Facebook, others spearhead new engagement trend
When it comes to reader engagement, there’s some hidden brilliance behind the growing popularity of the “like” option.
In the old days we expected readers to write letters to the editor. Time consuming, but the mark of true dedication.
Next: commenting. But c’mon, that takes thought and effort. Readers have to be witty and coherent.
Then, we asked readers to Digg and tweet our content. Less effort, but still requiring a bit of thought and brevity.
Now, however, “like” is sweeping the Internet as the de-facto measurement of how many people react to content. Led by Facebook, Google Reader and Tumblr, to “like” something takes less than five seconds, and helps a reader offer approval without that whole “writing” thing.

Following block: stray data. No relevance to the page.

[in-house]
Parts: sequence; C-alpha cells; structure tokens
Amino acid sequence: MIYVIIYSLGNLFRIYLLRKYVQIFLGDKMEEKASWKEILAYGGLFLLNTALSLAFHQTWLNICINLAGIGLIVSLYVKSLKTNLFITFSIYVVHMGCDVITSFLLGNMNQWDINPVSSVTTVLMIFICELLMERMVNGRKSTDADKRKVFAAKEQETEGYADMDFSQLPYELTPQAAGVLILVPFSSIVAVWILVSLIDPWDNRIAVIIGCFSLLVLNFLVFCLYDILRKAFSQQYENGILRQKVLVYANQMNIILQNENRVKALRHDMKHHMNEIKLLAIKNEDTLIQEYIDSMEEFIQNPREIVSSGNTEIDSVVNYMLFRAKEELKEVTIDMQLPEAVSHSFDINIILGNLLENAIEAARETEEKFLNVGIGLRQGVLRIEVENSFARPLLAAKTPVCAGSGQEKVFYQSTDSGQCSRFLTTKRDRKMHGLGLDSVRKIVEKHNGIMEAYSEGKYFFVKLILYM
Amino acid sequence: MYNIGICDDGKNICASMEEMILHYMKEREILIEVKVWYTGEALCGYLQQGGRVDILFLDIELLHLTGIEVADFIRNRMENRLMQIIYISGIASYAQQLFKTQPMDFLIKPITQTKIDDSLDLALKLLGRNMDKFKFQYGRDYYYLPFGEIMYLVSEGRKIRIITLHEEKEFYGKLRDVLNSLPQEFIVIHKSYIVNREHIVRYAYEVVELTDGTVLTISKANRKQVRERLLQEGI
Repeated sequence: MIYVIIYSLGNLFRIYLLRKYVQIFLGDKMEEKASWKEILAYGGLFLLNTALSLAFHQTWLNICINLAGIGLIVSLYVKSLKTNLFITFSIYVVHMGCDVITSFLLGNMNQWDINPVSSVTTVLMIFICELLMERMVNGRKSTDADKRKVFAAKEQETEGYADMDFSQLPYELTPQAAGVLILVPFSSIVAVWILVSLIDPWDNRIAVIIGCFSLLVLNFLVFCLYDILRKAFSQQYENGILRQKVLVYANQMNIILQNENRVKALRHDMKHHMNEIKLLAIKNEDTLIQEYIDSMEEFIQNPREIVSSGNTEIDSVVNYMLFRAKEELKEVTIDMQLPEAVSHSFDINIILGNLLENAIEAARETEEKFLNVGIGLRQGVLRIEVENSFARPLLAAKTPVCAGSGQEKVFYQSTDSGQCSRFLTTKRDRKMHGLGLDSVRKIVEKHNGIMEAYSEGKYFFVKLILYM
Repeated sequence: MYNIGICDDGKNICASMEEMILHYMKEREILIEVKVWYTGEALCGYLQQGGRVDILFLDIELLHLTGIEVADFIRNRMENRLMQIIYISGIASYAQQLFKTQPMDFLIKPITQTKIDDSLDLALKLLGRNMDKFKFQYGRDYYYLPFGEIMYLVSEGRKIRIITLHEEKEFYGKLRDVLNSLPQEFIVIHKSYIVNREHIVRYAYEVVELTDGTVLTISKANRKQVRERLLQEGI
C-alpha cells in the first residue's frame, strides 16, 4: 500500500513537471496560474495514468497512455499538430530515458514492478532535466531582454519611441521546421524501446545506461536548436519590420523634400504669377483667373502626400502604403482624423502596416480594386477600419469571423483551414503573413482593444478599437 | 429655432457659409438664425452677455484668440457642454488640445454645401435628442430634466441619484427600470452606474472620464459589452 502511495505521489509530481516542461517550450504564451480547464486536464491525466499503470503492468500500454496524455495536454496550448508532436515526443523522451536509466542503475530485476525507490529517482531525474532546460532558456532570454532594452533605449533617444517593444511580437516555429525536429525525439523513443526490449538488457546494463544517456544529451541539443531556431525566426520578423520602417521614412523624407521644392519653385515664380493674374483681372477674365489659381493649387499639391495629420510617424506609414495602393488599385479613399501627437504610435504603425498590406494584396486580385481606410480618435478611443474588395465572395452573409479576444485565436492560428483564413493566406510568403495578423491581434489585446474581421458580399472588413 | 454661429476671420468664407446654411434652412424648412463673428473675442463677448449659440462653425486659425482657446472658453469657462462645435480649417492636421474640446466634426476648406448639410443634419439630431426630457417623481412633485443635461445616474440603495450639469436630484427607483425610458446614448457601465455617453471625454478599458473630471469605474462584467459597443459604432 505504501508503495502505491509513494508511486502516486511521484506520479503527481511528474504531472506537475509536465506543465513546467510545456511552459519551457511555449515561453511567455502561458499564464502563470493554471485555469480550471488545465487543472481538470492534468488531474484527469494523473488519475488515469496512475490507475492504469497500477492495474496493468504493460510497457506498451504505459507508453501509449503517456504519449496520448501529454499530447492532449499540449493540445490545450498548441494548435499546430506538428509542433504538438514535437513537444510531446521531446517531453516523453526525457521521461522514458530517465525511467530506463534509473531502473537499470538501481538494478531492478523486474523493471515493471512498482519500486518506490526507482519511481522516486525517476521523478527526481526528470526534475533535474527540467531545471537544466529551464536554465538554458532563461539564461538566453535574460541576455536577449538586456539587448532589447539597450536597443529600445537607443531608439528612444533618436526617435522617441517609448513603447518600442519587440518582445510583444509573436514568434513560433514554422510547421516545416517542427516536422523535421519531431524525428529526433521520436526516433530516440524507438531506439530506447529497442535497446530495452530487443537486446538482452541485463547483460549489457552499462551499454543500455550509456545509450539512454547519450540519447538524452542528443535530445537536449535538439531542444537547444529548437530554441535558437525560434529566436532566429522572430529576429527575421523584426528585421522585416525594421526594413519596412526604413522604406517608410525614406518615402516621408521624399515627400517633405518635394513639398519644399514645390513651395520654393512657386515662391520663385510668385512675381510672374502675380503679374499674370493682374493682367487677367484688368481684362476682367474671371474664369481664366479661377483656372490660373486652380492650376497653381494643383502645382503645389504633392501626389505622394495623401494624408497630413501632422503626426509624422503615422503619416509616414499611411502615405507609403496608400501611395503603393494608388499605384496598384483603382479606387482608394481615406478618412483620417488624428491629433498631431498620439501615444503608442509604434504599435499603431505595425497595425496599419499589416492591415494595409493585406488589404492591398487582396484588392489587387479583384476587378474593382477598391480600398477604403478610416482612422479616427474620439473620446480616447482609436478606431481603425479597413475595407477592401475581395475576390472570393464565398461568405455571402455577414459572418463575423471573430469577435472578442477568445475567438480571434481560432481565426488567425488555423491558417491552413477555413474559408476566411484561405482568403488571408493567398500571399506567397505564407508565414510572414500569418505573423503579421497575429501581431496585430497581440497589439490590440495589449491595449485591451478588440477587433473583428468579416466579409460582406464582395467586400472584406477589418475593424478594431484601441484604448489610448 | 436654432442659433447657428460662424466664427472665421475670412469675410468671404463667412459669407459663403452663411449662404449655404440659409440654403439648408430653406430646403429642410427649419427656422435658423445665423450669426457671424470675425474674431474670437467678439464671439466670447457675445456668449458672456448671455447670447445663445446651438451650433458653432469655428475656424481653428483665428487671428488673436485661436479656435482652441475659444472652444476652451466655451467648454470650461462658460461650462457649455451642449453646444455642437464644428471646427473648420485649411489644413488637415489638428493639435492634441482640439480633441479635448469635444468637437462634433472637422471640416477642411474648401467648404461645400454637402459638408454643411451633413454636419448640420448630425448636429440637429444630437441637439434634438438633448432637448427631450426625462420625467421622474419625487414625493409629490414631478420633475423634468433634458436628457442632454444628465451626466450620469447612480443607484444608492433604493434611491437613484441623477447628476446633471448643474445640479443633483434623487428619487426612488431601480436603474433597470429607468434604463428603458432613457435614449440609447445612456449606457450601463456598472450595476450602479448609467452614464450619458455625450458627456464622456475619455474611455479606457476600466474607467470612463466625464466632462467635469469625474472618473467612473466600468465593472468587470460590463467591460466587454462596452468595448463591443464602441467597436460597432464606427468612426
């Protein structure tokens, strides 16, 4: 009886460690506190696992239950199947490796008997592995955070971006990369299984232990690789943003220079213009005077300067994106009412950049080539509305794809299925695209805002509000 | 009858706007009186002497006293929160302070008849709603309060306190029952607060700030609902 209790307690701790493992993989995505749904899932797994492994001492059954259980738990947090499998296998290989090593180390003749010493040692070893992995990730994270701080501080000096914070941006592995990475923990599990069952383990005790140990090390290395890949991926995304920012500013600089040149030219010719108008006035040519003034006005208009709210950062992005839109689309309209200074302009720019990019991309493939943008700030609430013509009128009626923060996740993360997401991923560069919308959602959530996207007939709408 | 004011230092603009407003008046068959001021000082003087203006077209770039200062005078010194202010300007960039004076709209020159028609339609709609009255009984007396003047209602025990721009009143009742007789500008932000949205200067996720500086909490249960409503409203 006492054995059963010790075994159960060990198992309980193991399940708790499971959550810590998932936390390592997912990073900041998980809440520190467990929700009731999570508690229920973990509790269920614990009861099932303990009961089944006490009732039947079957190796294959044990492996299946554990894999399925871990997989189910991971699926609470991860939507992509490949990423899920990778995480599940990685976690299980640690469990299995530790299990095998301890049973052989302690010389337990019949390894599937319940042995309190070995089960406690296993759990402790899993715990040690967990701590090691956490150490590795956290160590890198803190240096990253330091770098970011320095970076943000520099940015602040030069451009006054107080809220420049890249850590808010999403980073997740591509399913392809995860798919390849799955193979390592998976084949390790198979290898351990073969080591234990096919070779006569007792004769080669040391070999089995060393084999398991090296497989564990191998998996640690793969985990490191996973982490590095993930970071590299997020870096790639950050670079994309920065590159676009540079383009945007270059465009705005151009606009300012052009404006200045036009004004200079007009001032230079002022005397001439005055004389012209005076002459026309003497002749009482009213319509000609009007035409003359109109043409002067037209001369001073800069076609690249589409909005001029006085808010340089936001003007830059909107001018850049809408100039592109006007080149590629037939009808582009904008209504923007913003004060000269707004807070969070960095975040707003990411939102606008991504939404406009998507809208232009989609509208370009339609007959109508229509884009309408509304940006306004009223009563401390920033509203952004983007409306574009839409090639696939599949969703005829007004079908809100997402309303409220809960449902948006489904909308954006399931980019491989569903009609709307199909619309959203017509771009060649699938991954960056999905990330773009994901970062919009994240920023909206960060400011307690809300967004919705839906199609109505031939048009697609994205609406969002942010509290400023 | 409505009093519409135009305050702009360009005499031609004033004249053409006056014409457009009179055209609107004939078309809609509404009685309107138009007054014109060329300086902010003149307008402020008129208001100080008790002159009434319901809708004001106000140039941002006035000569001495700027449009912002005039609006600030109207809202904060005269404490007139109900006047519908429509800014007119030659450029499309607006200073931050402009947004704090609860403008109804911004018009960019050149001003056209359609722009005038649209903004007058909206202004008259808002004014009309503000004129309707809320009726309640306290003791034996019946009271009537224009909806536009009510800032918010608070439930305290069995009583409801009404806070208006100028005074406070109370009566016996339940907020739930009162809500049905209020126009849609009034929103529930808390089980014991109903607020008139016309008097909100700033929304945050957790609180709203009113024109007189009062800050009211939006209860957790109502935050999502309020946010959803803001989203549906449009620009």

Meebo along with Google, Microsoft and others is pushing XAuth as a standard for sharing between websites. The effort to create an open standard seems like the noble way to go, but Meebo is accomplishing uniformity through an intrusive toolbar that doesn’t seem like the most appealing way to standardize “likes.”
The only other effort I’ve seen is by the grandfather of “like”: Facebook. Yesterday, announced that it will offer a universal “like” button for all of the Web, pushing the data back to Facebook. The company also said that “become a fan” will transition to “like”.
While I appreciate Facebook trying to standardize the “like” feature, open standards typically win on the Web, even if it takes years. Between Meebo’s intrusive toolbar and Facebook’s closed system, publishers don’t have much incentive to standardize “like," meaning that the functionality is likely to live in silos for years to come.
Where’s the dislike button?